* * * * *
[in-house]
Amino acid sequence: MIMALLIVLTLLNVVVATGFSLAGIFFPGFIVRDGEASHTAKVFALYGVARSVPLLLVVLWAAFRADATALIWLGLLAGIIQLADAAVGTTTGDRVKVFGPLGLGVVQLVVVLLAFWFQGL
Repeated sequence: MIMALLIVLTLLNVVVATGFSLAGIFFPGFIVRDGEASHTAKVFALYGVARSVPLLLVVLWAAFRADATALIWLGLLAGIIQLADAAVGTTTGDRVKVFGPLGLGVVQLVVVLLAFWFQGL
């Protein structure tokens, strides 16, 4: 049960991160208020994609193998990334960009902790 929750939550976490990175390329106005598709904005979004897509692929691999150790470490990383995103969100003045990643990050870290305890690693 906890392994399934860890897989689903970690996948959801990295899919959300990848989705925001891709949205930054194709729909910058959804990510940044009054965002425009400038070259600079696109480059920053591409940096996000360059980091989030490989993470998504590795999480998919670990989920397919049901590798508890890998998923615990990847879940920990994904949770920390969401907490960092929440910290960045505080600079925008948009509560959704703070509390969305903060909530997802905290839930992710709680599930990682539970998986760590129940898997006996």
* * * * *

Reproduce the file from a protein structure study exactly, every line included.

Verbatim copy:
[in-house]
Amino acid sequence: MIMALLIVLTLLNVVVATGFSLAGIFFPGFIVRDGEASHTAKVFALYGVARSVPLLLVVLWAAFRADATALIWLGLLAGIIQLADAAVGTTTGDRVKVFGPLGLGVVQLVVVLLAFWFQGL
Repeated sequence: MIMALLIVLTLLNVVVATGFSLAGIFFPGFIVRDGEASHTAKVFALYGVARSVPLLLVVLWAAFRADATALIWLGLLAGIIQLADAAVGTTTGDRVKVFGPLGLGVVQLVVVLLAFWFQGL
């Protein structure tokens, strides 16, 4: 049960991160208020994609193998990334960009902790 929750939550976490990175390329106005598709904005979004897509692929691999150790470490990383995103969100003045990643990050870290305890690693 906890392994399934860890897989689903970690996948959801990295899919959300990848989705925001891709949205930054194709729909910058959804990510940044009054965002425009400038070259600079696109480059920053591409940096996000360059980091989030490989993470998504590795999480998919670990989920397919049901590798508890890998998923615990990847879940920990994904949770920390969401907490960092929440910290960045505080600079925008948009509560959704703070509390969305903060909530997802905290839930992710709680599930990682539970998986760590129940898997006996």